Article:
[To her. you. Ungrateful monster! Ha? Is it so ? Ay, I Lady Froth. We shall have whispering time see it, a plot upon my honour; your guilty cheeks enough, you know, since we are partners. confess it : Oh, where shall wronged virtue fly

[Ereunt. for reparation ! I'll be divorced this instant.

Sir Paul. Gads-bud, what shall I say? This is Enter Lady Plýant and CARELESS.

the strangest surprize! Why, I don't know any Lady Ply. O Mr Careless, Mr Careless! I'm thing at all; nor I don't know whether there be ruined, I'm undone !

any thing at all in the world, or no. Care. What's the matter, madam?

Lady Ply. I thought I should try you, false Lady Ply. O, the unluckiest accident ! I'm man. I, that never disseinbled in my life; yet, afraid I shan't live to tell it you.

to make trial of you, pretended to like that monCare. Heaven forbid! What is it?

ster of iniquity, Careless, and found out that conLady Ply. I'm in such a fright; the strangest trivance, to let you see this letter; which, now, quandäry and premunire! I'm all over in an uni- I find, was of your own inditing–I do, heathen, versal agitation! I dare swear, every circumstance I do; see my face no more; I'll be divorced preof me trembles.

-Oh, your letter, your letter ! sently. By an unfortunate mistake, I have given sir Paul Sir Paul. O strange, what will become of me! your letter instead of his own.

I am so amazed, and so overjoyed, so afraid, and Care. That was unlucky.

so sorry.-But, did you give me this letter on Lady Ply: 0, yonder he comes reading of it! purpose, eh? Did you? for Heaven's sake step in here, and advise me Lady Ply. Did I? Do you doubt me, Turk, quickly, before he sees.

[Ereunt. Saracen? I have a cousin that's a proctor in the Enter Sır Paul, with the letter.

Commons, I'll go to him instantly

Sir Paul. Hold, stay, I beseech your ladyshipSir Paul. O Providence, what a conspiracy have I am so overjoyed, stay, I'll confess all. I discovered !- But let me see to make an end Lady Ply: What, will you confess, Jew? on't-[Reads.] Hum-After supper, in the Sir Paul. Why, now, as I hope to be saved, I wardrobe, by the gallery. If sir Paul 'should had no hand in this letter-Nay, bear me, I besurprize us, I have a commission from him to secch your ladyship : The devil take me, now, if treat with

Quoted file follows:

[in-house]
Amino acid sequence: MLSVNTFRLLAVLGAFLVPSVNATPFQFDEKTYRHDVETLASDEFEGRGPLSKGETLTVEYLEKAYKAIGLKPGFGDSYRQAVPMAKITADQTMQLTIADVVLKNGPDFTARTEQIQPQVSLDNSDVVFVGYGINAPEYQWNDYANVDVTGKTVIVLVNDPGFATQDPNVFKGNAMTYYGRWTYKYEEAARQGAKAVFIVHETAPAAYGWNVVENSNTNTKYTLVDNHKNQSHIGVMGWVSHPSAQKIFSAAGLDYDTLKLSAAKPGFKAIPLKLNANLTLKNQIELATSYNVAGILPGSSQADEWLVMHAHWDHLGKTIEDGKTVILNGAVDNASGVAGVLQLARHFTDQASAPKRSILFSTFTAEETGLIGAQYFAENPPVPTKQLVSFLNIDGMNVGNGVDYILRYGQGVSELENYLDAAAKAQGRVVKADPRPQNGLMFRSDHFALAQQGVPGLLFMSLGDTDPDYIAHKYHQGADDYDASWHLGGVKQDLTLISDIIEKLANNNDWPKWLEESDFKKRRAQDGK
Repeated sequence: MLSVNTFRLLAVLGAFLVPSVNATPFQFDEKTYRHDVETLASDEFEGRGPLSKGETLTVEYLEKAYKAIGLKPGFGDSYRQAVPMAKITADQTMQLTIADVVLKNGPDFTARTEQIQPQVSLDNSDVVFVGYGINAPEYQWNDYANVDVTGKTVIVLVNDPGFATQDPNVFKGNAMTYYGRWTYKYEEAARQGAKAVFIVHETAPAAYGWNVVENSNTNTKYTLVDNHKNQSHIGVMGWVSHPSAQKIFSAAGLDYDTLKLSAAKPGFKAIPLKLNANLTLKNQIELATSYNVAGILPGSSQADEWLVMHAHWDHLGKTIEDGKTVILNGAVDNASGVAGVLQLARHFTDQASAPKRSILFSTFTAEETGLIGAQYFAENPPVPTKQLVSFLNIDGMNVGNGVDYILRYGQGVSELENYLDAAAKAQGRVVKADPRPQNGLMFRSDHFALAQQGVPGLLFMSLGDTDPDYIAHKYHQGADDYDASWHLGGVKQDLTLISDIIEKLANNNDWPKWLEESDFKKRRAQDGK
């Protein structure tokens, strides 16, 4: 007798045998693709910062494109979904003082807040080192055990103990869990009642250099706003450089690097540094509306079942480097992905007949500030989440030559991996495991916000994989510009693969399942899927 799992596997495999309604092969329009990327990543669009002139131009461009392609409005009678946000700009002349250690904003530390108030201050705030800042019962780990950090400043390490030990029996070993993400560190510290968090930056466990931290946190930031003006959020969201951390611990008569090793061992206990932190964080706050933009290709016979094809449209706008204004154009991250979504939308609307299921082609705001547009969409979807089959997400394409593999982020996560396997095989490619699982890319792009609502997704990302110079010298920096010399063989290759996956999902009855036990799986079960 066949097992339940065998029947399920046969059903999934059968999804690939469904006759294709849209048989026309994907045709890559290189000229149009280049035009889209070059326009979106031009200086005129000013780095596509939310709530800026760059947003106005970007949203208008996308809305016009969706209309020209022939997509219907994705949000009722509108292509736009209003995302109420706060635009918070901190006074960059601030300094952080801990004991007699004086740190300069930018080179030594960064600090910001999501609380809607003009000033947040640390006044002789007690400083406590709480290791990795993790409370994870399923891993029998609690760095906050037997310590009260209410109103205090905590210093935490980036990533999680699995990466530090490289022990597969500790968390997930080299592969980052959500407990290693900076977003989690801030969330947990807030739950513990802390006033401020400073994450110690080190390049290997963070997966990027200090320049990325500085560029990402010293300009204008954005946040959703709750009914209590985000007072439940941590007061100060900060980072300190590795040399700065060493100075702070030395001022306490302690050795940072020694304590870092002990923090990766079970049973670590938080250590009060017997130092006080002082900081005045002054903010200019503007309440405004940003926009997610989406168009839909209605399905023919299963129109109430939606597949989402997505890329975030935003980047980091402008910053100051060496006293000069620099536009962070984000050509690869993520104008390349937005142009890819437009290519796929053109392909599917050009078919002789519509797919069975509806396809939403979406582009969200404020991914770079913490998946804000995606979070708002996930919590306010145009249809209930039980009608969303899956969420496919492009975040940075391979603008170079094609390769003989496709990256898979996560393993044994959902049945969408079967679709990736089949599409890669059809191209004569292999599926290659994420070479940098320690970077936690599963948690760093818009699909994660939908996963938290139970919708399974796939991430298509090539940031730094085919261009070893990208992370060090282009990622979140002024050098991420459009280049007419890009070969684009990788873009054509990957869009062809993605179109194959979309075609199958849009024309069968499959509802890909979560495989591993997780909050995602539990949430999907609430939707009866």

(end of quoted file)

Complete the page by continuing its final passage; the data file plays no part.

you about the very matter of fact.'- he did not go beyond my commission-If I deMatter of fact ! Very pretty; it seems, then, I sired him to do any more than speak a good word, am conducing to my cuckoldom; why, this is a only just for me —Gads-bud, only for poor sir very traiterous position of taking up arms by my Paul-I am an Anabaptist, or a Jew, or what authority against my person ! Well, let me see you please to call me. • 'Till then, I languish in expectation of my ador- Lady Ply. Why, is not here matter of fact? ed charmer.

Dying Ned CARELESS.' Sir Paul. Ay, but, by your own virtue and conGads-bud, would that were matter of fact, too! tinency, the matter of fact is all his own doing. Die and be damned, for a Judas Maccabeus and I contess, I had a great desire to have some boIscariot both! O friendship, what art thou but nours conferred upon me, which lie all in your a name! Henceforward, let no man make a friend ladyship’s breast, and he being a well-spoken man, that would not be a cuckold : for, whomsoever I desired him to intercede for me. he receives into his bosom, will find the way Lady Ply. Did you so ? Presumption ! (Exit, to his bed, and there return his caresses, with interest, to his wife. Have I approached the mar

Enter CARELESS. riage-bed with reverence, as to a sacred shrine, Care. Sir Paul, I am glad I have met with you; and must I now find it polluted by foreign ini- 'egad, I have said all I could, but cannot prevail quity ? O my lady Plyant, you were chaste as ice; -Then, my friendship to you has carried me a but you are melted now, and false as water.- little further in this matterBut Providence has been constant to me in dis- Sir Paul. Indeed Well, sir-I'll dissemble covering this conspiracy; still I am beholden to with him a little.

[Aside. Providence; if it were not for Providence, sure, Care. Why, faith, I have, in my time, known poor sir Paul, thy heart would break.

honest gentlemen abused by a pretended cvyness in their

wives, and I had a mind to try my lady's Enter LADY PLYANT.

virtue-And, when I could not prevail for you, Lady Ply. So, sir, I see you have read the l'egad, I pretended to be in love wyself--but ali